Solution Architecture Diagram

For better understanding we can refer to the following solution architecture diagram-

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Based on this diagram we can conclude the following facts-
1. This solution can be hosted on multiple servers to launch parallel uploads
2. This solution can consume data from Network File Shares
3. Once data file is retrieved (say of size 300 MB), this solution will split the file (100 MB) automatically based on the pre-configured chunk size (which should not exceed the size limit of 250 MB)
4. Each chunk then appended to the file uploaded in multiple iterations

In order to start with this demo we would need a SharePoint Document Library in SharePoint Online (or On-Premise) Site as shown below-

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Another prerequisite to demo is to have files of various sizes that we can use to upload to the document library.

I made use of following command line utility to generate files of various sizes. This utility takes destination folder path and size of the file in KBs as input.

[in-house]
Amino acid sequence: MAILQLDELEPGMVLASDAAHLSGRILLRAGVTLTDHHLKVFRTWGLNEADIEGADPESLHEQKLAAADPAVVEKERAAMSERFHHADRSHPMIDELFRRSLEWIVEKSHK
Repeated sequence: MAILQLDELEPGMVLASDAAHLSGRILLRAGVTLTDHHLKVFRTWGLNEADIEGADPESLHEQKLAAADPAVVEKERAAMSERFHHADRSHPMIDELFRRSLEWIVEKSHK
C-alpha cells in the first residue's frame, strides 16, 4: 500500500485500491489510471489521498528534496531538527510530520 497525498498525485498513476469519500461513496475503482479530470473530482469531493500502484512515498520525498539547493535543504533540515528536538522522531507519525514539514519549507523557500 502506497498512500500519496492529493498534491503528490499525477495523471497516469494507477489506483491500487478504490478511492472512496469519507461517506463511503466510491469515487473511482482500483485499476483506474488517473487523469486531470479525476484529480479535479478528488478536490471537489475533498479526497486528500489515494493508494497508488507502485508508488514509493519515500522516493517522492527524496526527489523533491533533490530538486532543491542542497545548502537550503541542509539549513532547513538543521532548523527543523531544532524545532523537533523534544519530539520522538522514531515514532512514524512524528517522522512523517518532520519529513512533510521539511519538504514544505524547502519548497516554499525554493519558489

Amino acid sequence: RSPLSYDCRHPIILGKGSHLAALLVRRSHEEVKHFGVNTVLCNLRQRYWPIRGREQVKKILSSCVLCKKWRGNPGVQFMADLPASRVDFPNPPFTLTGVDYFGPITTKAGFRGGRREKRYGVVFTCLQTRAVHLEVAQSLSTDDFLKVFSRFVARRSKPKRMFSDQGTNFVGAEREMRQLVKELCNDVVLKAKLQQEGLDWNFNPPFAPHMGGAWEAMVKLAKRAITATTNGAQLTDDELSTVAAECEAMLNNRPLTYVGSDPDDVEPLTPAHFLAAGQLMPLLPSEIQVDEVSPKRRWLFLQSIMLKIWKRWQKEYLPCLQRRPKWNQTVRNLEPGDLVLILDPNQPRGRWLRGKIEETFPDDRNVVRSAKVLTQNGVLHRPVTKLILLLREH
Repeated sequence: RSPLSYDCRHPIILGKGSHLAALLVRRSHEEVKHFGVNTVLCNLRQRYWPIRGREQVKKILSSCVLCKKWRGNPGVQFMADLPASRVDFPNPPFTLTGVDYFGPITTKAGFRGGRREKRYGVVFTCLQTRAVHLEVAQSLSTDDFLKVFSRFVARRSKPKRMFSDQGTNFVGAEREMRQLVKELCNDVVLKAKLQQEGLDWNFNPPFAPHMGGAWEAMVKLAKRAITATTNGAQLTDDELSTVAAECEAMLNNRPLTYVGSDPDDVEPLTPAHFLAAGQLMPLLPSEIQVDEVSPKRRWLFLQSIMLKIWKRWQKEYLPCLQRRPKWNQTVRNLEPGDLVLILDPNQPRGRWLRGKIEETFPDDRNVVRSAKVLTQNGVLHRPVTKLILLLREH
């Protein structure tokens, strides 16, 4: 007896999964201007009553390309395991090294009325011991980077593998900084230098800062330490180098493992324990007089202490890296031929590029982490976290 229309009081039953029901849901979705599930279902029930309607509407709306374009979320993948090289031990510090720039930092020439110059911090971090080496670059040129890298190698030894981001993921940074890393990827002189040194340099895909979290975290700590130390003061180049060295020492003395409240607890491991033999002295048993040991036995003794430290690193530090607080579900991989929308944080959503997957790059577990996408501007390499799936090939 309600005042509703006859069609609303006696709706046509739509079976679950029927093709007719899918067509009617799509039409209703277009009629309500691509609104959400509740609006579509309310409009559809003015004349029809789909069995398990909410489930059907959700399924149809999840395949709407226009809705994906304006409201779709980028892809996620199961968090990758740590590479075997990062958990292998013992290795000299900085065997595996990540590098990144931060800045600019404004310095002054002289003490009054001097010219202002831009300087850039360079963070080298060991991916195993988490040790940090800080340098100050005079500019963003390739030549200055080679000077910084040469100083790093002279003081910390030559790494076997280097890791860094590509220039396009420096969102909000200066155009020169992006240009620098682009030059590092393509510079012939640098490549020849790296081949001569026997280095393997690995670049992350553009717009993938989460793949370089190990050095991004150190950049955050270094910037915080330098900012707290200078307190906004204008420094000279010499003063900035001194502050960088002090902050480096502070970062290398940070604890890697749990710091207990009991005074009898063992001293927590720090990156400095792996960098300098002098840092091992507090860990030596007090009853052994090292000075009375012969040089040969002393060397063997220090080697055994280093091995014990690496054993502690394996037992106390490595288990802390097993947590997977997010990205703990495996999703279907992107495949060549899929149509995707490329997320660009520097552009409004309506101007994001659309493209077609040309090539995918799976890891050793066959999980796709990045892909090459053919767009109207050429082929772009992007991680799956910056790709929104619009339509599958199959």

Here is the usage example of the command line utility-

fsutil file createnew "C:\Prashant\Self Paced Training\Sample Files\2GB.txt" 2147483648

Similarly I have generated other files too as shown below-

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Now let’s dive down into the code to understand the actual implementation.

Step 1: Declare a variables to hold the document library name & folder path. For production use I recommend to have these values in an external configuration file.

Step 2: Reading files from the folder specified in path variable in Step 1

Step 3: Loop through all the files and pass each file to the “UploadLargeFiles” function along with the document library name

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Step 4: Generate unique upload id & get file name of the file to be uploaded

Step 5: Get handle on document library object and load the root folder (or any target folder) with in the document library

Step 6: Calculate the block size to be uploaded and total file size (as shown in the architecture diagram)